Q: You have not mentioned those who did not support the reconciliation between the two parts of the Russian Church in 2007 and left to join various sects which existed already. How do they fit into the picture? Do they suffer from the superiority complex of the nationalist ghetto? Surely they do not suffer from the inferiority complex of the conformists?

A: They do not belong to nationalist ghettoes, as much as to ideological or psychological, sectarian, ghettoes, usually very Russophobic and very right-wing – such was the case even before they left ROCOR. In the USA, from what one of their bishops proudly writes and tells me, they seem to be linked to the CIA. There are among these people, and most are converts from Anglicanism or other forms of Protestantism, some very sincere and pious people, but also some with psychological problems. It is tragic. Sects are always based on hurt pride which then turns to hatred.

Such protest sects make themselves irrelevant, not only because they are tiny (often fewer than ten in number over the whole country), but also because they have played into the hands of this world by painting themselves into irrelevant corners. They have no influence because they focus so much on small and often ritualistic detail and individual opinions, with a negative, ‘anti-everything’ mentality. What they lack is a conscious, logically consistent and integral Orthodox world view, an overview. That is very important and all Orthodox need to develop such a world view.

Q: Do you think that the Inter-Orthodox Council will actually take place in 2016?

A: On paper, no, especially since the amazing, absurd and pretentious claims of the Patriarchate of Constantinople to the Ukraine, as described in the statement of Patriarch Bartholomew on Palm Sunday, which was surely written by the CIA. In the 1970s there could be no Council because the Russian Church inside Russia was controlled by the KGB; now we have Constantinople controlled by the CIA. That statement alone has surely set everything back until after the death of Patriarch Bartholomew.

However, everything is still possible – if the Greek Churches can overcome their vanity and inferiority complex, which the American State Department so plays on and exploits, and if they and the other Balkan Churches can overcome their phyletism (nationalism). Thus, at present three problems are outstanding and until they are solved they will stop this Council taking place.

Q: Which are?

A: Firstly, there is the territorial dispute between the Patriarchates of Antioch and Jerusalem. Secondly, there is the dispute between the Patriarchate of Constantinople and the Church of the Czech Lands and Slovakia and, thirdly, that between the Patriarchate of Constantinople and the Orthodox Church in America (OCA).

These three problems all have to be solved before even a proper agenda (rather than the old, secularist, Protestant-style 1970s one) can be agreed. So 2016 is possible, but the Patriarchate of Constantinople will first have to liberate itself from outside political interference from the US government, which is forcing it to interfere in the Ukraine and Mt Athos, and from the Vatican. So Constantinople must demonstrate that it is free and independent and can actually speak with an Orthodox voice and not a Greek nationalist and Uniat voice. Metropolitans Andrew and Seraphim of the Church of Greece have already warned it about this quite clearly in their 89-page letter asking for the repentance of Pope Francis.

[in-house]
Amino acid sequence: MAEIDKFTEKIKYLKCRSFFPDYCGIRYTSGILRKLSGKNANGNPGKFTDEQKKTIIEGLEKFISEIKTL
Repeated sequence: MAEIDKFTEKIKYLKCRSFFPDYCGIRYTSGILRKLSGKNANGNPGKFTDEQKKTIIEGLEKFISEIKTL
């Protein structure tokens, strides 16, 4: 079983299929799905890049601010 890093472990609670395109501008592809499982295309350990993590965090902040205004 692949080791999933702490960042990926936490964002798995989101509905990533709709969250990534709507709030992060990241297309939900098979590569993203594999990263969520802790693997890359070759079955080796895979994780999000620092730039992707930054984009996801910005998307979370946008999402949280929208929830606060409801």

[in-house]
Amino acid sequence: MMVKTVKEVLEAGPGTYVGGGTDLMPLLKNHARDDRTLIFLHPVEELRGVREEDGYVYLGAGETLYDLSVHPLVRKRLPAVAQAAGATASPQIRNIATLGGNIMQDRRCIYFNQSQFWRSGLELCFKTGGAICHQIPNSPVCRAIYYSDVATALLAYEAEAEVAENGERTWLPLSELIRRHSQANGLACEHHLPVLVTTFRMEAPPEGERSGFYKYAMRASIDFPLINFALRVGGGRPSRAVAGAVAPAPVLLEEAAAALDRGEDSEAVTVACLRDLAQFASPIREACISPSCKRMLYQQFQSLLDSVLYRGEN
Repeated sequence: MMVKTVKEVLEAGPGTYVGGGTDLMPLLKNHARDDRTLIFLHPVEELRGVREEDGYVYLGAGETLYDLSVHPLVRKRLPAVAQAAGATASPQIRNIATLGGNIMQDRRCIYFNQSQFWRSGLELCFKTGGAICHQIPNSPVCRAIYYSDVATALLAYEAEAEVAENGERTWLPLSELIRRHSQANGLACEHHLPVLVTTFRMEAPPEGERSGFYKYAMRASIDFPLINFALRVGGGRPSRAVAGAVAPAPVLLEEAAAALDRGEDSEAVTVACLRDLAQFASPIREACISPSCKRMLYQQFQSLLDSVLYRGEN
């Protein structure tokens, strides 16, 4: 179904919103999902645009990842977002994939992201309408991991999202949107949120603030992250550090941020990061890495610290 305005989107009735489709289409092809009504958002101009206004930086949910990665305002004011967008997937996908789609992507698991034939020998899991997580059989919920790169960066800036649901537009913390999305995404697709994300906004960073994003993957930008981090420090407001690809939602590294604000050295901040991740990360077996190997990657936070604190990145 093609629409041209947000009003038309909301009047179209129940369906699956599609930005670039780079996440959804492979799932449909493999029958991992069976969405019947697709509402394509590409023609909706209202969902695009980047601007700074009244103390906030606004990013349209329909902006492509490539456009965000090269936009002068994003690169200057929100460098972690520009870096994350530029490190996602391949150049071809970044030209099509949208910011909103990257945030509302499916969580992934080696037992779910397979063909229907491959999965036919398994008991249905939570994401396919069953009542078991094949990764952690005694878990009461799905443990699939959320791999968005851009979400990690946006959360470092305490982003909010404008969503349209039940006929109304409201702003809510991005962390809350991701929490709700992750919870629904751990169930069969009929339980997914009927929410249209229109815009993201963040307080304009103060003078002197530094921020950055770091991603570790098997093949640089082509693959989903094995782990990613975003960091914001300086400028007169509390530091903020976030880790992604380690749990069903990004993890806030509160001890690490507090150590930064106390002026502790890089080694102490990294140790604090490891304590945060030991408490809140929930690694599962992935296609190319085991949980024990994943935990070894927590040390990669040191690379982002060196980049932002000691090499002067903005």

Q: Do you think in this context that the Church inside Russia could take back the autocephaly of the OCA in order to ease negotiations with Constantinople?

A: I think that for the Church inside Russia the OCA is a bargaining counter. We all know that there is a problem with the autocephaly of the OCA, the brainchild (not heartchild) of the highly controversial Fr Alexander Schmemann. Firstly, it was granted during the Cold War by the self-same, highly controversial Metr Nikodim (Rotov), whom we mentioned at the beginning of this conversation, and whom the Roman Catholics claim to have been one of their cardinals. So it was dubious from the start.

However, secondly and much more importantly, how can you give a jurisdiction autocephaly when it has been in schism from you for decades (as was the pre-OCA Metropolia) and, above all, when it only includes a minority of the Orthodox who live on the same geographical territory? However, the Church inside Russia will not cede these points if Constantinople does not first abandon its own anti-canonical errors elsewhere, for example on Mt Athos, in the Ukraine, Estonia, Finland and Paris, returning Russian Church property to the Russian Church.

Q: What could happen to the OCA, if Constantinople did stop such anti-canonical interventions?

That would be a miracle, so who knows? I suppose one solution would be to take back the OCA’s autocephaly and grant it autonomy instead. Alternatively, you could wait until the present generation of OCA bishops, many of them in difficult and compromised situations or retired, die out. Then, after that generational change, you could pick up the pieces and reincorporate the ex-OCA into the Russian Church in North America, though letting ultra-liberal, dissident pieces which are perhaps beyond redemption (St Vladimir’s Seminary?) join Constantinople or simply go back to the Episcopalians. The OCA too can only survive if it moves towards being a group based on the purity of Holy Orthodoxy.